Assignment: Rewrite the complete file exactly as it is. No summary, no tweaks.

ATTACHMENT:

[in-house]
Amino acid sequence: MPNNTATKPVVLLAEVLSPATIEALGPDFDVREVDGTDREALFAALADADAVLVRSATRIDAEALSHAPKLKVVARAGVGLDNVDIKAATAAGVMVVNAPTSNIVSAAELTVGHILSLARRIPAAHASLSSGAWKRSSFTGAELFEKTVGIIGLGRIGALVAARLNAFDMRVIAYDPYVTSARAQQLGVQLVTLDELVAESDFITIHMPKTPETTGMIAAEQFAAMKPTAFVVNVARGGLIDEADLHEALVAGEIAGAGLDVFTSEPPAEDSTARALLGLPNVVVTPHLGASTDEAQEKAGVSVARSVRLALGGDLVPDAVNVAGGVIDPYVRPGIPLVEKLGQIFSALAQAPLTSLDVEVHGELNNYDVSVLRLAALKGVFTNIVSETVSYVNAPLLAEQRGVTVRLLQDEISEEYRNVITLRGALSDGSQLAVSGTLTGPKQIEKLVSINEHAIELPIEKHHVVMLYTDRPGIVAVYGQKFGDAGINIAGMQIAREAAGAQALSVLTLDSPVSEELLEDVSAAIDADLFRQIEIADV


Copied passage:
[in-house]
Amino acid sequence: MPNNTATKPVVLLAEVLSPATIEALGPDFDVREVDGTDREALFAALADADAVLVRSATRIDAEALSHAPKLKVVARAGVGLDNVDIKAATAAGVMVVNAPTSNIVSAAELTVGHILSLARRIPAAHASLSSGAWKRSSFTGAELFEKTVGIIGLGRIGALVAARLNAFDMRVIAYDPYVTSARAQQLGVQLVTLDELVAESDFITIHMPKTPETTGMIAAEQFAAMKPTAFVVNVARGGLIDEADLHEALVAGEIAGAGLDVFTSEPPAEDSTARALLGLPNVVVTPHLGASTDEAQEKAGVSVARSVRLALGGDLVPDAVNVAGGVIDPYVRPGIPLVEKLGQIFSALAQAPLTSLDVEVHGELNNYDVSVLRLAALKGVFTNIVSETVSYVNAPLLAEQRGVTVRLLQDEISEEYRNVITLRGALSDGSQLAVSGTLTGPKQIEKLVSINEHAIELPIEKHHVVMLYTDRPGIVAVYGQKFGDAGINIAGMQIAREAAGAQALSVLTLDSPVSEELLEDVSAAIDADLFRQIEIADV